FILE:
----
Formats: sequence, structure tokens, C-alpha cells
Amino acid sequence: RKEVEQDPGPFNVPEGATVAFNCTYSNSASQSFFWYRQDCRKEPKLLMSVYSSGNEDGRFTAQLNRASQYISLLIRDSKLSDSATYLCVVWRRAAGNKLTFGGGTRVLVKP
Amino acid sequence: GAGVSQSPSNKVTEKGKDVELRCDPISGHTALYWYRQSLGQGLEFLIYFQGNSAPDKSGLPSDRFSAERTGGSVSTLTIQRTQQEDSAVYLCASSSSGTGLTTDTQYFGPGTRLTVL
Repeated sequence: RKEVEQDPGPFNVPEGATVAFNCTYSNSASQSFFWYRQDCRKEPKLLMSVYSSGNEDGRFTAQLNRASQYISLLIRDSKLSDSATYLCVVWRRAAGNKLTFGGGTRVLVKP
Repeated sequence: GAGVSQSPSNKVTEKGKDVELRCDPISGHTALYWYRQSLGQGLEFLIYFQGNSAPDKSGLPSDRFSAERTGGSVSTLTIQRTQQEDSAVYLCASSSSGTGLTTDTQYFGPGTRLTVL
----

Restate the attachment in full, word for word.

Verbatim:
Formats: sequence, structure tokens, C-alpha cells
Amino acid sequence: RKEVEQDPGPFNVPEGATVAFNCTYSNSASQSFFWYRQDCRKEPKLLMSVYSSGNEDGRFTAQLNRASQYISLLIRDSKLSDSATYLCVVWRRAAGNKLTFGGGTRVLVKP
Amino acid sequence: GAGVSQSPSNKVTEKGKDVELRCDPISGHTALYWYRQSLGQGLEFLIYFQGNSAPDKSGLPSDRFSAERTGGSVSTLTIQRTQQEDSAVYLCASSSSGTGLTTDTQYFGPGTRLTVL
Repeated sequence: RKEVEQDPGPFNVPEGATVAFNCTYSNSASQSFFWYRQDCRKEPKLLMSVYSSGNEDGRFTAQLNRASQYISLLIRDSKLSDSATYLCVVWRRAAGNKLTFGGGTRVLVKP
Repeated sequence: GAGVSQSPSNKVTEKGKDVELRCDPISGHTALYWYRQSLGQGLEFLIYFQGNSAPDKSGLPSDRFSAERTGGSVSTLTIQRTQQEDSAVYLCASSSSGTGLTTDTQYFGPGTRLTVL